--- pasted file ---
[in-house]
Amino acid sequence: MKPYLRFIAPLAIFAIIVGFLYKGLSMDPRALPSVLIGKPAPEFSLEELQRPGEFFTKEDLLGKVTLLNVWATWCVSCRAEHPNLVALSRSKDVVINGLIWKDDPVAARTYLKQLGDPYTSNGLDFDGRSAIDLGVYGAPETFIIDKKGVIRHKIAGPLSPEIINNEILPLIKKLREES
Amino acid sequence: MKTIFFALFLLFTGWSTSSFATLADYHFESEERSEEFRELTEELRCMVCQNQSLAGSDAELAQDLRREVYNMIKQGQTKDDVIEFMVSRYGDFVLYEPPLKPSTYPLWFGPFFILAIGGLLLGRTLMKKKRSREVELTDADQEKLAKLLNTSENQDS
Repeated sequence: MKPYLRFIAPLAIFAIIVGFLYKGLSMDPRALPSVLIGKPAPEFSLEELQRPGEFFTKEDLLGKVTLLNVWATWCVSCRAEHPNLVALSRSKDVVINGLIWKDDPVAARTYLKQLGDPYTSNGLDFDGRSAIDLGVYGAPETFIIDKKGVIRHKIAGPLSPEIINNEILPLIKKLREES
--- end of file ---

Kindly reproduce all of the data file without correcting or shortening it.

[in-house]
Amino acid sequence: MKPYLRFIAPLAIFAIIVGFLYKGLSMDPRALPSVLIGKPAPEFSLEELQRPGEFFTKEDLLGKVTLLNVWATWCVSCRAEHPNLVALSRSKDVVINGLIWKDDPVAARTYLKQLGDPYTSNGLDFDGRSAIDLGVYGAPETFIIDKKGVIRHKIAGPLSPEIINNEILPLIKKLREES
Amino acid sequence: MKTIFFALFLLFTGWSTSSFATLADYHFESEERSEEFRELTEELRCMVCQNQSLAGSDAELAQDLRREVYNMIKQGQTKDDVIEFMVSRYGDFVLYEPPLKPSTYPLWFGPFFILAIGGLLLGRTLMKKKRSREVELTDADQEKLAKLLNTSENQDS
Repeated sequence: MKPYLRFIAPLAIFAIIVGFLYKGLSMDPRALPSVLIGKPAPEFSLEELQRPGEFFTKEDLLGKVTLLNVWATWCVSCRAEHPNLVALSRSKDVVINGLIWKDDPVAARTYLKQLGDPYTSNGLDFDGRSAIDLGVYGAPETFIIDKKGVIRHKIAGPLSPEIINNEILPLIKKLREES